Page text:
Monday, June 30, 2014
HySpeed Computing has partnered with Exelis VIS to develop the HICO Image Processing System, a prototype cloud computing framework that will provide online, on-demand, scalable remote sensing image processing capabilities. “We want to put the power of image processing and data visualization within the geosciences into the hands of the global user community,” said James Goodman, President/CEO of HySpeed Computing, LLC.
The project to develop the HICO Image Processing System is funded by the Center for the Advancement of Science in Space (CASIS), and uses imagery from the Hyperspectral Imager for the Coastal Ocean (HICO), an imaging spectrometer on the International Space Station (ISS) that is optimized for acquisition of aquatic targets. “The coastal ocean can be a particularly challenging remote sensing environment,” said Goodman. “It’s optically complex, so with that in mind, the HICO sensor was developed with a very high signal-to-noise ratio over its full spectral coverage in the visible and near infrared.”
HySpeed Computing has implemented a collection of coastal remote sensing algorithms for deriving information on water properties, water depth, and habitat characteristics. These example applications are directed at deriving critical information regarding the conditions and characteristics of our vulnerable coastal environment. The project leverages the ENVI Services Engine as the framework for all image processing tasks, and is designed to readily accommodate the rapid integration of new algorithms and processing tools. Users will only need a web browser and internet connection to perform advanced analysis.
The prototype is scheduled for release in mid-2014, and will be freely available for testing and evaluation by the community for a period of at least 6 months. Interested users should visit the HySpeed Computing website, where links will be provided to access the system once it is available. Furthermore, although not required for using the prototype processing system, if you don’t yet have access to HICO data, it is available directly through NASA or by becoming a registered HICO data user with Oregon State University.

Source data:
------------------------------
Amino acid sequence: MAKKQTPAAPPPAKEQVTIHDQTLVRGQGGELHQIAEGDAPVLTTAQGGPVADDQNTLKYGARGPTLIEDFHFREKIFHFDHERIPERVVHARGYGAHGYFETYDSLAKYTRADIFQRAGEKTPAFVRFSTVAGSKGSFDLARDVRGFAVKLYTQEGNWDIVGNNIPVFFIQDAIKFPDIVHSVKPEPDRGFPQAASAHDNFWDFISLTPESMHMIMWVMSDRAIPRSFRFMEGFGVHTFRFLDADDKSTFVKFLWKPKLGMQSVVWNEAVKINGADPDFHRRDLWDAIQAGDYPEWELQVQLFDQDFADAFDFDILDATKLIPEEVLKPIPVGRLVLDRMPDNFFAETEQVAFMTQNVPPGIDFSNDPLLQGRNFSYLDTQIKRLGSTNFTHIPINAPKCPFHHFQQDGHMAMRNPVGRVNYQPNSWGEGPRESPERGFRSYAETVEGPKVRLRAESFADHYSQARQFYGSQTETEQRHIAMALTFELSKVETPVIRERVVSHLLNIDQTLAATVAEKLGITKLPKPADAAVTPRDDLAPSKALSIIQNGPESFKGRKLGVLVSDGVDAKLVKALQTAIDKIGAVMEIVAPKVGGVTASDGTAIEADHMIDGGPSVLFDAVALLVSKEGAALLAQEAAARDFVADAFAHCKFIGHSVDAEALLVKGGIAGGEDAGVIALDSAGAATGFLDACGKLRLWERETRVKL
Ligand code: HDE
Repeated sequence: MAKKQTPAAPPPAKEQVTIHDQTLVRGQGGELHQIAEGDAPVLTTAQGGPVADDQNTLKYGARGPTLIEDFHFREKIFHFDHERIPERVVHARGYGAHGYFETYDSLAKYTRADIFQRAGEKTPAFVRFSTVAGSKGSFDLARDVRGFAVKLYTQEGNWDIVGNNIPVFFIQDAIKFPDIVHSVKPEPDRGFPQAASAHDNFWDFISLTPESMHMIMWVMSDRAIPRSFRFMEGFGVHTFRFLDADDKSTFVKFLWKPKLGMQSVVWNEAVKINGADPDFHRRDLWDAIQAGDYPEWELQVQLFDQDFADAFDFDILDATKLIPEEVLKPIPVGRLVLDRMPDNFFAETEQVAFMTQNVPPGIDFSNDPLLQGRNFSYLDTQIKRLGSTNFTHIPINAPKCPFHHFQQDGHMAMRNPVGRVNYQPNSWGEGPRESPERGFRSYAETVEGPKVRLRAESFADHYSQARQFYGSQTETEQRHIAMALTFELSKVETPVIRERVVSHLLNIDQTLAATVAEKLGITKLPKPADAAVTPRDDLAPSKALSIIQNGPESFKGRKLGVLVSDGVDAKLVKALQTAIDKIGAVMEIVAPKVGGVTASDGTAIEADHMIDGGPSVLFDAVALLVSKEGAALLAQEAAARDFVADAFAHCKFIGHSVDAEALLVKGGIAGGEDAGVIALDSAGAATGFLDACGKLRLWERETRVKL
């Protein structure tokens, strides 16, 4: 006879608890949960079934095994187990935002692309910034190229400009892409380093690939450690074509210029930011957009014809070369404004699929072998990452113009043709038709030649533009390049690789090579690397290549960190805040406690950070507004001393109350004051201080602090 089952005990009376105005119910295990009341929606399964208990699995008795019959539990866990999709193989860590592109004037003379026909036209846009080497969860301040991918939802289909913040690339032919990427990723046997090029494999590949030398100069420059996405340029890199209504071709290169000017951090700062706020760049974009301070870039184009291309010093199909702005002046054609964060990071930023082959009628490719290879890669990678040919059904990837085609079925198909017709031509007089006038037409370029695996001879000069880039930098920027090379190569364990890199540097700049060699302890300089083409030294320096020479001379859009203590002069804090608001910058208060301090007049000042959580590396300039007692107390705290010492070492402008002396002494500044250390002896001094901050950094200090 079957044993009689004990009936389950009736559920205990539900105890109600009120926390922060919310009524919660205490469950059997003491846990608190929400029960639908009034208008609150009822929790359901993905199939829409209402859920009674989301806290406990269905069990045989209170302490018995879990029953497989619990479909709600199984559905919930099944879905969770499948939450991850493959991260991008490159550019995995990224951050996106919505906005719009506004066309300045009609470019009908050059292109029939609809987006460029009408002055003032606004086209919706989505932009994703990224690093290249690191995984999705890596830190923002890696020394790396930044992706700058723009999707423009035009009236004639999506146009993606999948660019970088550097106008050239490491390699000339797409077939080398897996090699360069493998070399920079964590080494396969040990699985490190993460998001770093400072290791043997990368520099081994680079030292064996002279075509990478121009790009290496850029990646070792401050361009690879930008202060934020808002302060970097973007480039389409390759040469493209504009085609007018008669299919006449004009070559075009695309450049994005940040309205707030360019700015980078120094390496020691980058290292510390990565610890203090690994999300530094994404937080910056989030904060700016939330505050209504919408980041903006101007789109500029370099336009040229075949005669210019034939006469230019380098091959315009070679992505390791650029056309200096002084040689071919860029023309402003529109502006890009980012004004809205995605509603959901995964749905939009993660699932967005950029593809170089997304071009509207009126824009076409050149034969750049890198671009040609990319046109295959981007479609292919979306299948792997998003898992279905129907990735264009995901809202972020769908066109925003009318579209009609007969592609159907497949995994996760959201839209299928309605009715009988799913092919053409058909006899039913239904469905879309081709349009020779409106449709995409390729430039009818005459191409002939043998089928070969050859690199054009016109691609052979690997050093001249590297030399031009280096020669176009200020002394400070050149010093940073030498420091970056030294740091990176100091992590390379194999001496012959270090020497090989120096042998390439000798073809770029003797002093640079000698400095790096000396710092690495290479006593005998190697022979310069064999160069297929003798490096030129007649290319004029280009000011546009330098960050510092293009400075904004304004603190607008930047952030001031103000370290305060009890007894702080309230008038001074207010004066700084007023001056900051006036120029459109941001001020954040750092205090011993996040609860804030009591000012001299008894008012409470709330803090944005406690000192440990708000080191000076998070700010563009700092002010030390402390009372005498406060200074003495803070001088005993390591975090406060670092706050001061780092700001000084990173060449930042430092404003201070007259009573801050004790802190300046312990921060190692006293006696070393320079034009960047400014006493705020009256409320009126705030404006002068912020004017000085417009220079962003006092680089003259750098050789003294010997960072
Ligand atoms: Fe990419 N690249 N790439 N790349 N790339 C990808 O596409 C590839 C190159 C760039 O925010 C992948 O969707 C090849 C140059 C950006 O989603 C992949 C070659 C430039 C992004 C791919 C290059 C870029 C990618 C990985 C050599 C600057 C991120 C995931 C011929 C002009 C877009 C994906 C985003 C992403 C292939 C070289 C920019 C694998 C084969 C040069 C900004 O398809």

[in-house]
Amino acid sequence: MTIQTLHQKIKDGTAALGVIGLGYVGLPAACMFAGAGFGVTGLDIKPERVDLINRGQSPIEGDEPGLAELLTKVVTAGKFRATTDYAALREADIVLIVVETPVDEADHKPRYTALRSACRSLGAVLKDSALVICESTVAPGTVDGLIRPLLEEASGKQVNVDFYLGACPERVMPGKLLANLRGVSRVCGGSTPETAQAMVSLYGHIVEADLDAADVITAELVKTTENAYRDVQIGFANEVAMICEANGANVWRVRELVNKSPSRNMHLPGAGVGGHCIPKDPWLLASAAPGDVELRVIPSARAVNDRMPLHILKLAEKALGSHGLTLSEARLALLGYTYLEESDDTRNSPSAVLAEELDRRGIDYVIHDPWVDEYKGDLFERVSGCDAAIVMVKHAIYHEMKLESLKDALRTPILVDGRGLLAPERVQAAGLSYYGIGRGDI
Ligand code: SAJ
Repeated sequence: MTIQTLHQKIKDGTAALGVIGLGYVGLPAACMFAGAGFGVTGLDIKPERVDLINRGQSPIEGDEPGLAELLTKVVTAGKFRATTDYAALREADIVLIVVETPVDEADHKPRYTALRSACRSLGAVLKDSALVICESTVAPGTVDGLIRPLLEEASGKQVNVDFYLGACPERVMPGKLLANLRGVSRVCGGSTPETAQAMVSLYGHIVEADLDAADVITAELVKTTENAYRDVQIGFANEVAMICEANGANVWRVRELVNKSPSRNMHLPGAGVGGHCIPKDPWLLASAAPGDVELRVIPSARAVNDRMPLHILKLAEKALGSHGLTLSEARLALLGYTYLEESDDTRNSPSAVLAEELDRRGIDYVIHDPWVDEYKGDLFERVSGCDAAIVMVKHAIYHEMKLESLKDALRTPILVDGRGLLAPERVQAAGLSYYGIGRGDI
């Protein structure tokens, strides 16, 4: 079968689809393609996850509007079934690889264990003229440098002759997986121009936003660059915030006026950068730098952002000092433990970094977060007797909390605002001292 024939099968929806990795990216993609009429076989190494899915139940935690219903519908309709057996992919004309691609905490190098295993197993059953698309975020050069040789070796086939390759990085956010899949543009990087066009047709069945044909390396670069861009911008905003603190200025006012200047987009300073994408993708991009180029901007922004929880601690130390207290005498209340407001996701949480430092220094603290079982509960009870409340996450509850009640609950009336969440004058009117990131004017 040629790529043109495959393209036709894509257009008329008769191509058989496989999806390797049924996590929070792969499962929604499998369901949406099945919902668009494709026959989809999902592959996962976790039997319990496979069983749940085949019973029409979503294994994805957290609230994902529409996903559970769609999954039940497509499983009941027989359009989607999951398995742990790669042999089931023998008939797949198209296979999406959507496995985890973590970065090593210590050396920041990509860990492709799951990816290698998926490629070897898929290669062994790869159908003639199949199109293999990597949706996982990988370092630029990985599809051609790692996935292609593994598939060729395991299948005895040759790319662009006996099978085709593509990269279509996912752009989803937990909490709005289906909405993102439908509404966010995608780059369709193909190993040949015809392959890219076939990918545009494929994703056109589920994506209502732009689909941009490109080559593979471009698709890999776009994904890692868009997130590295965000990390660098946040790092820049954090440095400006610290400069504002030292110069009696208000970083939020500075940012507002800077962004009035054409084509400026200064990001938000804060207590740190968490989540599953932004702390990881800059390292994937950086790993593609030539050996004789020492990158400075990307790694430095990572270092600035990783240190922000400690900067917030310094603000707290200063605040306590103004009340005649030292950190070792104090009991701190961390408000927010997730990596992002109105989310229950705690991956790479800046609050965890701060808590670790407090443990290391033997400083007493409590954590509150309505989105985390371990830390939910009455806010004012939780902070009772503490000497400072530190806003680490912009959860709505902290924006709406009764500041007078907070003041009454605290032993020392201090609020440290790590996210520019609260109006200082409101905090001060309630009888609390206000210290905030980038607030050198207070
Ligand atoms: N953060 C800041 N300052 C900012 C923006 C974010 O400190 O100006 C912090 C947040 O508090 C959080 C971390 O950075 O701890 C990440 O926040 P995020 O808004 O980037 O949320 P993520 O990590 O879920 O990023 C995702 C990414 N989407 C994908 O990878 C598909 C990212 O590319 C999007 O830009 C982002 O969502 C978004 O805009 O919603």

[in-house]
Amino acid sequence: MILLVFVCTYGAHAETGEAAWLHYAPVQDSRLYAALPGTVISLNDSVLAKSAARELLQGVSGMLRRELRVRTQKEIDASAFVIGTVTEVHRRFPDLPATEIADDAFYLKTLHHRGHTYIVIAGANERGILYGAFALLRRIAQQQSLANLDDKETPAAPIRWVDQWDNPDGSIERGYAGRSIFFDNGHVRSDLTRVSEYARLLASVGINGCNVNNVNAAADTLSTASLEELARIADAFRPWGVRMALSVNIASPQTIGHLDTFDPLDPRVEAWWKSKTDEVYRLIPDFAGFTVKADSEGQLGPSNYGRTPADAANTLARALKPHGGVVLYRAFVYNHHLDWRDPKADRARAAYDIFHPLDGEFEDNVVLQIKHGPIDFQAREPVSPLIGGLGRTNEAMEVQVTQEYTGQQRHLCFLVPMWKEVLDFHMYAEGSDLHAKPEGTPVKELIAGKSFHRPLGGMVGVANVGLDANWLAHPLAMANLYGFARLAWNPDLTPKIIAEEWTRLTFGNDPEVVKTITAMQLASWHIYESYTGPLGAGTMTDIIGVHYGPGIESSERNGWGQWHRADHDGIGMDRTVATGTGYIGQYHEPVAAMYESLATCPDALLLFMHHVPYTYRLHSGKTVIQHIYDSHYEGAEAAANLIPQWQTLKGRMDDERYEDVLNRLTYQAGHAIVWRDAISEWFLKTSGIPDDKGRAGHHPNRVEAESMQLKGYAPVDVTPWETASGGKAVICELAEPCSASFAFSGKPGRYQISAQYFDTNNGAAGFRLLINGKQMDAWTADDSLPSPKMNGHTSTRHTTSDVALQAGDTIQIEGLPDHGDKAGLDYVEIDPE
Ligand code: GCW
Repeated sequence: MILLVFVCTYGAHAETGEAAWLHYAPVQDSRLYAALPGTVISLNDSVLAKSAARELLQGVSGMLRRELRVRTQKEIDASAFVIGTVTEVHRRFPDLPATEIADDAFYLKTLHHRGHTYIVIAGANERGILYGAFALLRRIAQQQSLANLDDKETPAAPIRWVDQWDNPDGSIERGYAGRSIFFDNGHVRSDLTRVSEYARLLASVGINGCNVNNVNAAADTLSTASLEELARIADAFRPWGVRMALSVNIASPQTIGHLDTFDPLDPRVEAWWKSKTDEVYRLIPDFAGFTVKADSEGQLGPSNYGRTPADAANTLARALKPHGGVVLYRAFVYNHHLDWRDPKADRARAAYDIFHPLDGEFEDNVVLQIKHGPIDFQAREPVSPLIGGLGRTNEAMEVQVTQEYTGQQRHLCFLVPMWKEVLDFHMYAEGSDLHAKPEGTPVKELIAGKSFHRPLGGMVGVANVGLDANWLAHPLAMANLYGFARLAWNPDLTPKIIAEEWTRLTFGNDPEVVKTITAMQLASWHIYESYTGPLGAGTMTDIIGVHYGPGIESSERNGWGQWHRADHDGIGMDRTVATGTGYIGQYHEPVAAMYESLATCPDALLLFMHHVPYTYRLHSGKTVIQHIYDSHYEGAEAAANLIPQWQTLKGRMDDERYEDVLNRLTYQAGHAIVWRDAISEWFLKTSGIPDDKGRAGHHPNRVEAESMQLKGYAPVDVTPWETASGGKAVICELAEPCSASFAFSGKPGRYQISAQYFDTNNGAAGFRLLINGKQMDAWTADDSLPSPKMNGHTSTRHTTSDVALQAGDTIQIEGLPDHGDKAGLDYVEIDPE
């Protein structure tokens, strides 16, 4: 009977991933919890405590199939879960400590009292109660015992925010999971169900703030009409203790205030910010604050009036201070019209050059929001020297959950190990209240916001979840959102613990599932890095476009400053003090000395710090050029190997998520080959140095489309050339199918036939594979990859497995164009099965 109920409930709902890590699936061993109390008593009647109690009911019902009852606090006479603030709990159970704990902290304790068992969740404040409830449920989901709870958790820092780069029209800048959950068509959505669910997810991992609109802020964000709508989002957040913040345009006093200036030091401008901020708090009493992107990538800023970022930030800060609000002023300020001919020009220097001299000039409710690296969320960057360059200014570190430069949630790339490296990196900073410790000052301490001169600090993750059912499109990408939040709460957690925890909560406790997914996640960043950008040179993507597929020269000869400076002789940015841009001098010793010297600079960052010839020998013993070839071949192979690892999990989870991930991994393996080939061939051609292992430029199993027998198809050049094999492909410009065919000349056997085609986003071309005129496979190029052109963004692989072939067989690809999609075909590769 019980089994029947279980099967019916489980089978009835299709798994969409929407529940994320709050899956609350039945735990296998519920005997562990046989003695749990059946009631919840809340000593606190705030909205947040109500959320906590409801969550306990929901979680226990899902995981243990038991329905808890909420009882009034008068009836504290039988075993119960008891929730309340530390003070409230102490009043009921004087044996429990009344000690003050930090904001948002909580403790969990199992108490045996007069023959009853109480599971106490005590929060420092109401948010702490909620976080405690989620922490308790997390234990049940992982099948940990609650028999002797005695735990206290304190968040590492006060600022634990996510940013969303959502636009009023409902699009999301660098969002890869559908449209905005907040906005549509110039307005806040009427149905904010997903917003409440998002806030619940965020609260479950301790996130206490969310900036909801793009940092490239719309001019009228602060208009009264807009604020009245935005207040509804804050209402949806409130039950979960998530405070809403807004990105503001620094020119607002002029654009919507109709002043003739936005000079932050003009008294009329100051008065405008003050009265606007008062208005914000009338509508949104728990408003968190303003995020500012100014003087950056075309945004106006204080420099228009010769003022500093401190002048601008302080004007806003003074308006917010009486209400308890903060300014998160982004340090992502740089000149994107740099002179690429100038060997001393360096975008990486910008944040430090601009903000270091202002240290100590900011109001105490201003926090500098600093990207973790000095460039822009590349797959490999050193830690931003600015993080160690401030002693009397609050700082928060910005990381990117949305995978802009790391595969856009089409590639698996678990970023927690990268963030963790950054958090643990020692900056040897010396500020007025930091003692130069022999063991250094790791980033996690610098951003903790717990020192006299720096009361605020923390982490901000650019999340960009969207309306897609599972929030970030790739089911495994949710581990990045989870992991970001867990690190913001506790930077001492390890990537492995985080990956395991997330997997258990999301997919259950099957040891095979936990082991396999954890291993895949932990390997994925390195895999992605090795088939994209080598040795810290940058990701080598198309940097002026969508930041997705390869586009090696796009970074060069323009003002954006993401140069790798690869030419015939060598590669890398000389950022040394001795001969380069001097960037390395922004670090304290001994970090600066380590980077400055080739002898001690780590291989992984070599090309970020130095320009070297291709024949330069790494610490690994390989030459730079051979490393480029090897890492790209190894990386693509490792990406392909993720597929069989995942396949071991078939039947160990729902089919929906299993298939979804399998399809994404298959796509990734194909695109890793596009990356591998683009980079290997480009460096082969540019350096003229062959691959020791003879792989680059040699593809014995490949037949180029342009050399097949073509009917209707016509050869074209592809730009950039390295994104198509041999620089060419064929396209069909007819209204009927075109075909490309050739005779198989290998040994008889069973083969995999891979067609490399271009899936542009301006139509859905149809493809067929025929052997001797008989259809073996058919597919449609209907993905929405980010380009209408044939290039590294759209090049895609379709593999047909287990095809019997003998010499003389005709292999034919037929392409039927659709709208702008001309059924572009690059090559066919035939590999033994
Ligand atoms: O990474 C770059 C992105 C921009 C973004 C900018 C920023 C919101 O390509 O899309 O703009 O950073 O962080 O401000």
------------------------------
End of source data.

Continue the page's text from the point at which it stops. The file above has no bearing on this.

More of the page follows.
This partnership has been a win-win for all those involved. NASA and CASIS are seeing new applications emerging from the valuable data coming from the ISS, and the resulting processing system is providing access to an amazing new web-based platform for conducting remote sensing research. Exelis VIS is also demonstrating the value of the ENVI Services Engine to a broad user community interested in remote sensing. According to Thomas Harris of Exelis, “The future of remote sensing is leaving big data like HICO in the data center and providing advanced analytics to end users via tools like ENVI Services Engine. The original data isn’t transferred to the end user, only smaller output products that can be easily visualized in a web browser.”
As for HySpeed Computing, Goodman has a vision. “There is a distinct gap in technology transfer between remote sensing research and the development of applications for the geospatial marketplace,” said Goodman. “Thousands of very innovative, thoughtful algorithms are developed every year by researchers, which get published in scientific journals but typically see limited use in the broader community. I see geospatial apps as an avenue to accelerate technology transfer in this domain – to create an easier workflow for transforming algorithms into functional applications.”
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